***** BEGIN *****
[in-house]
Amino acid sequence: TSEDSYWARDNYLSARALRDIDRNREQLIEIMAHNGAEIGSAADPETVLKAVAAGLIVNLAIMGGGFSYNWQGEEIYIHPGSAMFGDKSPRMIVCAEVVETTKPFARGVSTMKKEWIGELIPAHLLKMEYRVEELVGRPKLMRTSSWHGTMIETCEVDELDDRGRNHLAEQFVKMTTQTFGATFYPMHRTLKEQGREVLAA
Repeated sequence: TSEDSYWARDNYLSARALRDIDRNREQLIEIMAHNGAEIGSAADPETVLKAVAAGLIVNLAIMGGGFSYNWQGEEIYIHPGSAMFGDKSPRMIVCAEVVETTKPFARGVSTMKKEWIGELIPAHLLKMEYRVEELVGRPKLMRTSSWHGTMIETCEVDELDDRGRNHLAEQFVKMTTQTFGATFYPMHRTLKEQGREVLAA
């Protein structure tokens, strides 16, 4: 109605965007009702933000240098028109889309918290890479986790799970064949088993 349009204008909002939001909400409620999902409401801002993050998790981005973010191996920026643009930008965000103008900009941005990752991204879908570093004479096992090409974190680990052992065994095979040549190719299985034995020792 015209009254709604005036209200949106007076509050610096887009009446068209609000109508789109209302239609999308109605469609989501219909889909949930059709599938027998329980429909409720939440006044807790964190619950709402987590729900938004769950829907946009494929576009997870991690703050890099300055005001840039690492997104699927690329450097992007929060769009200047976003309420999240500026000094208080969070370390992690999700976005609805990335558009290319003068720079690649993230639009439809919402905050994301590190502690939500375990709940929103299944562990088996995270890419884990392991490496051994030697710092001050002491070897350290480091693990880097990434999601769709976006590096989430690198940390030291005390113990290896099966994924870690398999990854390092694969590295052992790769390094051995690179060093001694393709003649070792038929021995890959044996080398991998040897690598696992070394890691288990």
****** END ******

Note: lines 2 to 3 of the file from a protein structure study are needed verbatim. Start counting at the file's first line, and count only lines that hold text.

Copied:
Amino acid sequence: TSEDSYWARDNYLSARALRDIDRNREQLIEIMAHNGAEIGSAADPETVLKAVAAGLIVNLAIMGGGFSYNWQGEEIYIHPGSAMFGDKSPRMIVCAEVVETTKPFARGVSTMKKEWIGELIPAHLLKMEYRVEELVGRPKLMRTSSWHGTMIETCEVDELDDRGRNHLAEQFVKMTTQTFGATFYPMHRTLKEQGREVLAA
Repeated sequence: TSEDSYWARDNYLSARALRDIDRNREQLIEIMAHNGAEIGSAADPETVLKAVAAGLIVNLAIMGGGFSYNWQGEEIYIHPGSAMFGDKSPRMIVCAEVVETTKPFARGVSTMKKEWIGELIPAHLLKMEYRVEELVGRPKLMRTSSWHGTMIETCEVDELDDRGRNHLAEQFVKMTTQTFGATFYPMHRTLKEQGREVLAA